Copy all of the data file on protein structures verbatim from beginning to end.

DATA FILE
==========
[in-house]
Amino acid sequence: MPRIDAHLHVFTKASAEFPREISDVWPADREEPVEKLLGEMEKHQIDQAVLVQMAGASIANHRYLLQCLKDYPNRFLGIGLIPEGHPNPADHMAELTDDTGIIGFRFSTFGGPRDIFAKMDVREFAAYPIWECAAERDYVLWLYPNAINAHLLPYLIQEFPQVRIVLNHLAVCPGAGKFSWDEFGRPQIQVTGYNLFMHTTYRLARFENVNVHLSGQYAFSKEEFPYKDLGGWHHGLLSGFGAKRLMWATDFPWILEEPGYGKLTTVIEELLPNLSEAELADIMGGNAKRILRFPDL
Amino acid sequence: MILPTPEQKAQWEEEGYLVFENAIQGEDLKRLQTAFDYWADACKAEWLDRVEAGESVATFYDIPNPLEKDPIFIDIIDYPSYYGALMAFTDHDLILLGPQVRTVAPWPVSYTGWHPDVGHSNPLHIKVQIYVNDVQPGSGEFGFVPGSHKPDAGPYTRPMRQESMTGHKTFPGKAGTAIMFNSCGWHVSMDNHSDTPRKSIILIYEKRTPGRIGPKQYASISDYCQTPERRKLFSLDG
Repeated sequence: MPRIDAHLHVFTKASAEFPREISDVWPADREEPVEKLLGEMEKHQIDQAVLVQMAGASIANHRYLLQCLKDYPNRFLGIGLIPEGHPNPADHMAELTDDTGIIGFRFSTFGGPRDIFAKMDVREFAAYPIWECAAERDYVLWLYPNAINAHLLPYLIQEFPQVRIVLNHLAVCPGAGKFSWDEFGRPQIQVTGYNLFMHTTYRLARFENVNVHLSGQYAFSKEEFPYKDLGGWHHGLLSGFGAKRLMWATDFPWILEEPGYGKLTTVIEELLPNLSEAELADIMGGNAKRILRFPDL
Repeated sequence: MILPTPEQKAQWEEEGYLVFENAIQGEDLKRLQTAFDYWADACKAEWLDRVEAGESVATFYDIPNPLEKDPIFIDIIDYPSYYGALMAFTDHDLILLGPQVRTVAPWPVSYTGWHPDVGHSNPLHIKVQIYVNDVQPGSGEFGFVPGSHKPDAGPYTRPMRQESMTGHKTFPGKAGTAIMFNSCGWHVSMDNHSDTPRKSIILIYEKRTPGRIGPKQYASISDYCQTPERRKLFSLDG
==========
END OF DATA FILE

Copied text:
[in-house]
Amino acid sequence: MPRIDAHLHVFTKASAEFPREISDVWPADREEPVEKLLGEMEKHQIDQAVLVQMAGASIANHRYLLQCLKDYPNRFLGIGLIPEGHPNPADHMAELTDDTGIIGFRFSTFGGPRDIFAKMDVREFAAYPIWECAAERDYVLWLYPNAINAHLLPYLIQEFPQVRIVLNHLAVCPGAGKFSWDEFGRPQIQVTGYNLFMHTTYRLARFENVNVHLSGQYAFSKEEFPYKDLGGWHHGLLSGFGAKRLMWATDFPWILEEPGYGKLTTVIEELLPNLSEAELADIMGGNAKRILRFPDL
Amino acid sequence: MILPTPEQKAQWEEEGYLVFENAIQGEDLKRLQTAFDYWADACKAEWLDRVEAGESVATFYDIPNPLEKDPIFIDIIDYPSYYGALMAFTDHDLILLGPQVRTVAPWPVSYTGWHPDVGHSNPLHIKVQIYVNDVQPGSGEFGFVPGSHKPDAGPYTRPMRQESMTGHKTFPGKAGTAIMFNSCGWHVSMDNHSDTPRKSIILIYEKRTPGRIGPKQYASISDYCQTPERRKLFSLDG
Repeated sequence: MPRIDAHLHVFTKASAEFPREISDVWPADREEPVEKLLGEMEKHQIDQAVLVQMAGASIANHRYLLQCLKDYPNRFLGIGLIPEGHPNPADHMAELTDDTGIIGFRFSTFGGPRDIFAKMDVREFAAYPIWECAAERDYVLWLYPNAINAHLLPYLIQEFPQVRIVLNHLAVCPGAGKFSWDEFGRPQIQVTGYNLFMHTTYRLARFENVNVHLSGQYAFSKEEFPYKDLGGWHHGLLSGFGAKRLMWATDFPWILEEPGYGKLTTVIEELLPNLSEAELADIMGGNAKRILRFPDL
Repeated sequence: MILPTPEQKAQWEEEGYLVFENAIQGEDLKRLQTAFDYWADACKAEWLDRVEAGESVATFYDIPNPLEKDPIFIDIIDYPSYYGALMAFTDHDLILLGPQVRTVAPWPVSYTGWHPDVGHSNPLHIKVQIYVNDVQPGSGEFGFVPGSHKPDAGPYTRPMRQESMTGHKTFPGKAGTAIMFNSCGWHVSMDNHSDTPRKSIILIYEKRTPGRIGPKQYASISDYCQTPERRKLFSLDG